April 17, 2019
Delayed by the government shutdown, last week the U.S. Department of Agriculture (USDA) released the long-awaited 2017 Census of Agriculture. The 2017 Census surveyed nearly three million potential U.S. farms and ranches. Spearheaded by the National Agricultural Statistics Service (NASS), the Census remains the most comprehensive source of agricultural data for state and counties across the U.S. and guides most federal farm programs, policies, and funding decisions.
According to U.S. Secretary of Agriculture, Sonny Perdue, the Census tells “the tremendous story of U.S. agriculture and how it is changing.” And changing it is.
Increased consolidation and economic concentration, declines in the number of farms, land being farmed, and farm income have occurred since the last census in 2012, and similarly, over the past decade. However, the number of beginning farmers, organic farms, and local food sales continue to climb – a bright spot in an otherwise bleak farming outlook marked by continued shrinking of the “ag of the middle” and decreased farm profitability.
Overall, the 2017 Census of Agriculture reports that the total number of farms is down nationwide, while the average farm continues to increase in size. As of 2017, there were 2.04 million farms and ranches across the U.S. – a decrease of 3.2 percent over the past 5 years. The average size of a farm, on the other hand, increased slightly to 441 acres out of a total of 900 million acres farmed in the U.S.
While the total number of operations shrank, the overall value of all agricultural production decreased only slightly – meaning that as 100,000+ small and medium-sized farms transitioned out of farming over the past five years, their land (and production) were folded into larger and larger operations. This trend towards increased consolidation is evident in looking at trends across farm sizes. Over the last five years, all categories of mid-sized farms declined while very small and large farms increased in numbers (see chart below).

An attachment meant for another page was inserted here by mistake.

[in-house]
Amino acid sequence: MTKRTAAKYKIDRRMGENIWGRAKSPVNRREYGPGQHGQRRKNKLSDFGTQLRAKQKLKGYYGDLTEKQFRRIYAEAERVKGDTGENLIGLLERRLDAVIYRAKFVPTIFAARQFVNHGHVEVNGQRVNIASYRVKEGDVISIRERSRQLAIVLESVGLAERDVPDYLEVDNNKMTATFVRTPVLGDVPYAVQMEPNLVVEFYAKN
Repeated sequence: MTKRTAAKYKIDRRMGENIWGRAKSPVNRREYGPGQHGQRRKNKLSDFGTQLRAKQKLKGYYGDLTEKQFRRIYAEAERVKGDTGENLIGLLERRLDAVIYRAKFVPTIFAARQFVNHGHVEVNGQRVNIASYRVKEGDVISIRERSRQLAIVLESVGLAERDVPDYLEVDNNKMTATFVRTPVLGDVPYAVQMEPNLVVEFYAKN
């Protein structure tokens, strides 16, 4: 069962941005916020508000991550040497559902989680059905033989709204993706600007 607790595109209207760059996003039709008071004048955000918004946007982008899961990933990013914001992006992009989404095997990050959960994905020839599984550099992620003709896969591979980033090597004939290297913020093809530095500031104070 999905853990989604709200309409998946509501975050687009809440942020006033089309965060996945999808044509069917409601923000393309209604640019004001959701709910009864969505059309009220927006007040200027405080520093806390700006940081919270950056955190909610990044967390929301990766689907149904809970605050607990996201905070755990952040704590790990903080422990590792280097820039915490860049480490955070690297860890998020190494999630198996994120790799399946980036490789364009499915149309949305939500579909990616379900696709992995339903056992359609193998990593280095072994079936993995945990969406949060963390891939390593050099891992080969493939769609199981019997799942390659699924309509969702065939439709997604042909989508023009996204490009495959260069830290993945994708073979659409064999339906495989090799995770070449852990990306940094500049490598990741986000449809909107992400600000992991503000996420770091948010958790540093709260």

Only 105,453 farms (5 percent) produced 75 percent of all sales in 2017 – 12 percent fewer farms since 2012. What’s more is that the largest farms (sales of $5 million or more) accounted for fewer than one percent of all farms, but 35 percent of all sales. Small farms (less than $50,000 in sales), on the other hand, accounted for 76 percent of farms but only 3 percent of sales. This continues the trend of not only consolidation, but further economic concentration of larger and larger farms producing more and more of the total food grown and raised in this country.
The 2017 Census made significant revisions to the way that demographic data on individual producers was collected. Farmers – or producers as they are termed in the Census – are defined broadly as any individual making decisions about a farming operation. For the first time, the Census no longer asked farm operations to identify a “Principal Operator” but instead collected data on up to four operators (aka “farmers”) per farm.
This change resulted in more robust data on the role of young, beginning, and women farmers in decision-making on the farm, and also resulted in NASS actually counting more farmers, compared to previous Censuses. A few highlights on the demographics of farmers:
Despite the prolonged downturn in the overall farm economy, the value of all ag production only declined 1.5 percent compared to the last Census. However, when put in the context of previous trends – which saw a 32 percent and 47 percent increase in the value of U.S. ag production in the 2012 and 2007 Censuses respectively – the 2017 data clearly reflects the realities of a sluggish farm economy.
Overall, farm income declined in 2017 while expenses per farm increased. Average farm income was $43,053 (down 2 percent), with less than half (43.6 percent) of farmers reporting a profit in 2017 – down slightly from 2012.
NSAC will be taking a more in-depth look at the 2017 Census of Agriculture in the coming weeks to asses trends facing sustainable agriculture – including what the new Census data tells us about the next generation of farmers, growth in local and organic food, the increasing diversity of our nation’s farmers, and adoption of conservation practices. A few highlights are provided below:
Beginning Farmers. NASS defines these farmers as having less than 10 years of experience in farming. Most of these farmer are in cattle ranching and crop farming.
Organic and Local Food. The Census found robust growth in organic production over the last five years, both in terms of sales, number of certified farms, and acres transitioning to organic. This, coupled with a consumer shift to local food markets, is changing the face of U.S. agriculture.
For more on the 2017 Census of Agriculture stay tuned to the NSAC blog, and check out the following resources: